On June 28, 630 people were arrested in a women-led march against the Trump administration’s “zero-tolerance” policy. Those arrested, including Democratic Congressional Representative Pramila Jayapal and actress Susan Sarandon, were charged with unlawfully demonstrating after staging a sit-in in the Philip A. Hart Senate Office Building. More than 2,500 women from 47 states had poured into DC to participate in the action.
Bob Bland, co-president of the Women’s March, said nonviolent civil disobedience is a strategic tactic that is critically needed in this moment, both to continue placing pressure on Donald Trump’s administration and to hold Democratic legislators to account. “We have seen that marching and rallying are not enough,” Bland said. “The Trump administration has not really capitulated to any demands. Marching and rallying are a great entry point for people waking up to their complicity in unjust systems, but we are going to continue getting arrested and escalating our tactics.”
The Women’s March coordinated the June 28th mass arrests in partnership with the Center for Popular Democracy Action and CASA in Action. That this sweeping act of civil disobedience was women-led is — or at least should be — entirely unsurprising.
For many young Americans, the first introduction to the concept of “civil disobedience” is an early civics or history class on Henry David Thoreau’s essay by the same name (topline takeaway: it’s framed as the intellectual property of a dead white dude). But the true history of civil disobedience in the U.S. is inextricable from feminist history, tied to the civil rights and suffragette movements and to bold female leaders — especially women of color — unafraid to put their bodies on the line and risk arrest.
Take the 33 members of the National Woman’s Party arrested November 10, 1917 while picketing outside the White House for the right to vote. The women were brutalized by male guards at a nearby Northern Virginia prison. The party’s co-founder Lucy Burns was manacled by her hands to the bars above her cell. Dorothy Day was slammed over the back of an iron bench. Suffragist Dora Lewis was thrown so violently into an iron bed that her cellmate believed she was dead, though she was denied medical care until the next morning. The suffragists dubbed their jail-time experience the “Night of Terror” — a night they traded permanent scars for a shot at the ballot.
Nonviolent civil disobedience has long been a central strategy in efforts to topple white supremacist systems in the U.S. There is probably no example of civil disobedience more iconic than Harriet Tubman’s, whose Underground Railroad is believed to have helped upwards of 100,000 slaves to escape between 1810 and 1860. All “station masters” and “conductors” who played a part in the clandestine network risked at best a fine or prison time, at worst their own lives and that of their families. The civil rights movement later carried on this legacy, challenging the nation’s racist and unjust legal structure by dismantling it piece by piece.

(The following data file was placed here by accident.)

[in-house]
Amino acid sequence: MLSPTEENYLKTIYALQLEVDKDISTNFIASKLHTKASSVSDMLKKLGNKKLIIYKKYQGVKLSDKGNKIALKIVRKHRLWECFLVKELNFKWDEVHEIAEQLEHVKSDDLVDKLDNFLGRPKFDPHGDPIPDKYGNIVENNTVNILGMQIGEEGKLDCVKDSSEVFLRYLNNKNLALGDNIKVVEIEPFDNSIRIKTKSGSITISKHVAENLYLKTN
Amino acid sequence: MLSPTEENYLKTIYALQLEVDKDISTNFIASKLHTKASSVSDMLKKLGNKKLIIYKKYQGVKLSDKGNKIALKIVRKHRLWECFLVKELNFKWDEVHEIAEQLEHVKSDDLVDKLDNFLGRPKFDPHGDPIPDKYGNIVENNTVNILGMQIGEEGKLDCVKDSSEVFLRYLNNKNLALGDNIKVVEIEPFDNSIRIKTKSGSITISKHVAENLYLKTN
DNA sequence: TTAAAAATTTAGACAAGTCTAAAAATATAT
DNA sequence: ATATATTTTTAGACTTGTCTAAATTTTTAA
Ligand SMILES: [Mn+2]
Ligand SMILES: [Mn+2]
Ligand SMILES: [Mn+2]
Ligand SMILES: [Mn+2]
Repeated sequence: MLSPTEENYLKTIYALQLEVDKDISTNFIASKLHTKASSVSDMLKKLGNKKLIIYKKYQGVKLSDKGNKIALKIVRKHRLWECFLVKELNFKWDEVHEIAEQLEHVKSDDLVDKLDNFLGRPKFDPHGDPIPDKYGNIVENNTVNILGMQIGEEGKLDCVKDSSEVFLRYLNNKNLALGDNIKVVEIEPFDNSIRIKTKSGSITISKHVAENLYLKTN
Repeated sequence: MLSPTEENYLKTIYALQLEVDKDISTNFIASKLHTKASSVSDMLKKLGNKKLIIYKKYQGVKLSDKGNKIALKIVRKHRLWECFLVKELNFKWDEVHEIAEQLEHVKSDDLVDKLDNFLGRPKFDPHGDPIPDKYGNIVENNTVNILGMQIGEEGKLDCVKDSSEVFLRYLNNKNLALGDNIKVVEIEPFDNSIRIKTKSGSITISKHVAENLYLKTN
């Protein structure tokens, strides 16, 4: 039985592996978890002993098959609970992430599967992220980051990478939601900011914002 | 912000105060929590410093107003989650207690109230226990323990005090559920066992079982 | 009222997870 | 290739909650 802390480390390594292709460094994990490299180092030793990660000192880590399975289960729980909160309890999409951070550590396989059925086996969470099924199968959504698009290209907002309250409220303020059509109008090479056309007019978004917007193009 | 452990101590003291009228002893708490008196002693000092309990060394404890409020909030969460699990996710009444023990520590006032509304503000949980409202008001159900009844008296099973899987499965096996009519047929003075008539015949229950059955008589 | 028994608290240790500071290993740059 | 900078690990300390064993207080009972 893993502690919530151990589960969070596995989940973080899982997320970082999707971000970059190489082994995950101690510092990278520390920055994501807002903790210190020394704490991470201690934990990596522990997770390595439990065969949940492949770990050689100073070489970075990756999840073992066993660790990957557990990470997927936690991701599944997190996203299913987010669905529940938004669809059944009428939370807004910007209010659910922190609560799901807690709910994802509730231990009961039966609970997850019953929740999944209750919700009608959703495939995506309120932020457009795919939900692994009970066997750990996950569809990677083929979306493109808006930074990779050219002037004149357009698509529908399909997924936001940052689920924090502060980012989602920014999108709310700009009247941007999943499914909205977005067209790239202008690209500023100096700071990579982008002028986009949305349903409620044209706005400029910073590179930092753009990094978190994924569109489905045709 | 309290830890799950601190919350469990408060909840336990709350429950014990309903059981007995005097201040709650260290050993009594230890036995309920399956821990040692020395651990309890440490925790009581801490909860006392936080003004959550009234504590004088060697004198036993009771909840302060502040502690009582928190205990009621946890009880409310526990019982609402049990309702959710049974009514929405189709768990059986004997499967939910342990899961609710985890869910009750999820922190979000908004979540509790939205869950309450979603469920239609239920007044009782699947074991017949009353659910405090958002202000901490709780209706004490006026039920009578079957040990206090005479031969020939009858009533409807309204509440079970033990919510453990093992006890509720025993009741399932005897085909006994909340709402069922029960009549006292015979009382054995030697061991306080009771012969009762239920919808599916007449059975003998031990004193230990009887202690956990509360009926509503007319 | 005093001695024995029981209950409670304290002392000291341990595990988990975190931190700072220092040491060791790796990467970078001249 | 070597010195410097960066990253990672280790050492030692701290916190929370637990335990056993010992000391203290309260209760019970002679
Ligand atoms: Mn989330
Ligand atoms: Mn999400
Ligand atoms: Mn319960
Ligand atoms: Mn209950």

“In order for us as poor and oppressed people to become part of a society that is meaningful, the system under which we now exist has to be radically changed,” wrote civil rights leader Ella Baker. “It means facing a system that does not lend itself to your needs and devising means by which you change that system.” In other words, when a system invalidates your voice and challenges your humanity, you can’t always play by its rules.
Somehow, the disobedient nature of feminist and female-led organizing has been given short shrift in the history books. Civil resistance scholar April Carter notes that direct action isn’t often associated with the feminist movement, particularly with second wave feminism more typically described with references to consciousness-raising groups and The Feminine Mystique. Joyce Gelb, a political scientist at the City University of New York, writes: “While most analysts see protest as central to the activities of social movements… protest has never been employed as a central tool by most feminists.” But the suffragettes “Night of Terror,” Ella Baker’s legacy, and the more recent tactics of the Women’s March belie that sentiment.
Bland noted that the Women’s March action to end family separation is also part of a broader agenda to end the dehumanization and criminalization of people of color in the U.S. Family separation, she said, is not just about immigration policies. “Police brutality is separating families, the Muslim Ban is separating families,” Bland said. “We’re criminalizing the existence of people of color in this country. If the soul of the nation is to be saved, we must become its soul.”
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